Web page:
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"Hundreds of Pakistani Christians are hiding out at a priest's compound, praying for the safety of an 11-year-old member of their community" who is in police custody, NPR's Lauren Freyer reports from Islamabad. The Christians also fear their own safety.
The cause of anger directed toward them by some in the Muslim nation: The girl may have burned some Islamic religious materials. According to The Associated Press:
"A Pakistani police officer, Zabi Ullah, said Monday that the girl was arrested Thursday after hundreds of neighbors, angry over reports she had allegedly burned religious papers, gathered outside her house in a poor outlying district of the capital, Islamabad.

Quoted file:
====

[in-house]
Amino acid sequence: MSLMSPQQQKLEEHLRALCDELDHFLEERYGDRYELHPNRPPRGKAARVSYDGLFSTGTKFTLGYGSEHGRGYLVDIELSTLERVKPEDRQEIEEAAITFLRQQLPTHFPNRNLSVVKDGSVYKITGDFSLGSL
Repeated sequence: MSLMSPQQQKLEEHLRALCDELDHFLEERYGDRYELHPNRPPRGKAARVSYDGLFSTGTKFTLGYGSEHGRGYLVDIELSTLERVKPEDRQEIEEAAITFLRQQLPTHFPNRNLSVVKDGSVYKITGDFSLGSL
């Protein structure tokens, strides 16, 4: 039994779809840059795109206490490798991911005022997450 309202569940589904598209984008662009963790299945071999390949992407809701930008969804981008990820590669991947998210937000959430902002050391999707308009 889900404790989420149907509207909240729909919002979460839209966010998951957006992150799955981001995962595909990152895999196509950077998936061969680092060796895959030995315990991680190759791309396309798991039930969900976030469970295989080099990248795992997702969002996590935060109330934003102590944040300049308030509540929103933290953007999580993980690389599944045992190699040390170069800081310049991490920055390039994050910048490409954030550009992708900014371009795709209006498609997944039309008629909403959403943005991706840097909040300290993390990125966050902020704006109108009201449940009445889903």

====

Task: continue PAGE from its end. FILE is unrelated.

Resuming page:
"He said the police took the girl to the police station, and that she's being held for 14 days while authorities investigate."
Lauren tells our Newscast Desk that other neighbors of the girl say she is mentally impaired and didn't know what she was doing. There are reports in local media that she has Down Syndrome. There are also reports that she may be as old as 16.
Pakistan's Dawn newspaper says that President Asif Ali Zardari has "called on officials to explain the [girl's] arrest.
The Guardian notes that Pakistan's blasphemy law allows for the death penalty to be imposed if someone is judged guilty of desecrating the Quran or other Islamic materials. It adds that:
"[The law] has a proven track record of ensnaring people on the flimsiest of evidence and being cynically used to intimidate communities or settle quarrels over money and property. Even though no one has yet been executed for blasphemy in Pakistan, long prison terms are common – one Christian couple was sentenced to 25 years in 2010 after being accused of touching the Quran with unwashed hands."